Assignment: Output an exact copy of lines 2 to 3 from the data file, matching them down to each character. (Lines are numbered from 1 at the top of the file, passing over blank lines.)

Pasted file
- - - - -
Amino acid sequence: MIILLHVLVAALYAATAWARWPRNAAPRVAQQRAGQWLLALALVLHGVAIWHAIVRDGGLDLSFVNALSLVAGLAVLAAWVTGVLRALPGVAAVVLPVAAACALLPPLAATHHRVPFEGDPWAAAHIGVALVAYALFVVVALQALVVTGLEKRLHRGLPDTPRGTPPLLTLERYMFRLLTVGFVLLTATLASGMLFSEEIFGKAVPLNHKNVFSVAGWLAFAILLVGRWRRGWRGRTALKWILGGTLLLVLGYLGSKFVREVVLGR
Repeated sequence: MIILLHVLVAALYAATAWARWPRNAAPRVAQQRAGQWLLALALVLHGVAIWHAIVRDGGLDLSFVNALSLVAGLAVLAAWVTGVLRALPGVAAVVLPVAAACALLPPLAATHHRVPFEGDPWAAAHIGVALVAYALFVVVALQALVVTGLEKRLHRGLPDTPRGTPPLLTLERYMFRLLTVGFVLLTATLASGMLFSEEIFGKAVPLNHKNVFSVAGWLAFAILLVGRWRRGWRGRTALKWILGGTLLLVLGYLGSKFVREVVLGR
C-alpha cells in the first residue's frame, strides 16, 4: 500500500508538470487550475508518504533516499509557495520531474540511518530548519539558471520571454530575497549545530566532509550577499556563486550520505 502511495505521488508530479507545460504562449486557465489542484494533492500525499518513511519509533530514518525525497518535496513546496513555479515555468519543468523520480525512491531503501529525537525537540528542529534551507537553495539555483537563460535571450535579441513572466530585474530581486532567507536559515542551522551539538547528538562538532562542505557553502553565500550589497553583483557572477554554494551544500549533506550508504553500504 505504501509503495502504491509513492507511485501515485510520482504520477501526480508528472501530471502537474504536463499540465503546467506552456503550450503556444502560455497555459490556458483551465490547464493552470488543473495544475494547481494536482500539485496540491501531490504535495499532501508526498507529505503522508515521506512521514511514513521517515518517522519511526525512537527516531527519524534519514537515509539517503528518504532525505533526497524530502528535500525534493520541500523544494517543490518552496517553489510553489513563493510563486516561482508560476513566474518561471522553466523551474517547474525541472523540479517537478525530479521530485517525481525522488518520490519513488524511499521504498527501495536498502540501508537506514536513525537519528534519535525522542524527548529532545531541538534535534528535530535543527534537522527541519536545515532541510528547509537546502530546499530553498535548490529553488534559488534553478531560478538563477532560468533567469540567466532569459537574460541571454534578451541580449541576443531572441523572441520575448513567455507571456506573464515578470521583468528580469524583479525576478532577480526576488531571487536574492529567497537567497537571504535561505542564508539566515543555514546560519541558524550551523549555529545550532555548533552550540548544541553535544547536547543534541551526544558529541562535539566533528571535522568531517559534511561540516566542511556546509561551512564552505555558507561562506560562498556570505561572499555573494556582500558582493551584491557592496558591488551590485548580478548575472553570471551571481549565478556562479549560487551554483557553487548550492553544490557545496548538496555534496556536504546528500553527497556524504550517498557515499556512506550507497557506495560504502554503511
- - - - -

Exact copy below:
Repeated sequence: MIILLHVLVAALYAATAWARWPRNAAPRVAQQRAGQWLLALALVLHGVAIWHAIVRDGGLDLSFVNALSLVAGLAVLAAWVTGVLRALPGVAAVVLPVAAACALLPPLAATHHRVPFEGDPWAAAHIGVALVAYALFVVVALQALVVTGLEKRLHRGLPDTPRGTPPLLTLERYMFRLLTVGFVLLTATLASGMLFSEEIFGKAVPLNHKNVFSVAGWLAFAILLVGRWRRGWRGRTALKWILGGTLLLVLGYLGSKFVREVVLGR
C-alpha cells in the first residue's frame, strides 16, 4: 500500500508538470487550475508518504533516499509557495520531474540511518530548519539558471520571454530575497549545530566532509550577499556563486550520505 502511495505521488508530479507545460504562449486557465489542484494533492500525499518513511519509533530514518525525497518535496513546496513555479515555468519543468523520480525512491531503501529525537525537540528542529534551507537553495539555483537563460535571450535579441513572466530585474530581486532567507536559515542551522551539538547528538562538532562542505557553502553565500550589497553583483557572477554554494551544500549533506550508504553500504 505504501509503495502504491509513492507511485501515485510520482504520477501526480508528472501530471502537474504536463499540465503546467506552456503550450503556444502560455497555459490556458483551465490547464493552470488543473495544475494547481494536482500539485496540491501531490504535495499532501508526498507529505503522508515521506512521514511514513521517515518517522519511526525512537527516531527519524534519514537515509539517503528518504532525505533526497524530502528535500525534493520541500523544494517543490518552496517553489510553489513563493510563486516561482508560476513566474518561471522553466523551474517547474525541472523540479517537478525530479521530485517525481525522488518520490519513488524511499521504498527501495536498502540501508537506514536513525537519528534519535525522542524527548529532545531541538534535534528535530535543527534537522527541519536545515532541510528547509537546502530546499530553498535548490529553488534559488534553478531560478538563477532560468533567469540567466532569459537574460541571454534578451541580449541576443531572441523572441520575448513567455507571456506573464515578470521583468528580469524583479525576478532577480526576488531571487536574492529567497537567497537571504535561505542564508539566515543555514546560519541558524550551523549555529545550532555548533552550540548544541553535544547536547543534541551526544558529541562535539566533528571535522568531517559534511561540516566542511556546509561551512564552505555558507561562506560562498556570505561572499555573494556582500558582493551584491557592496558591488551590485548580478548575472553570471551571481549565478556562479549560487551554483557553487548550492553544490557545496548538496555534496556536504546528500553527497556524504550517498557515499556512506550507497557506495560504502554503511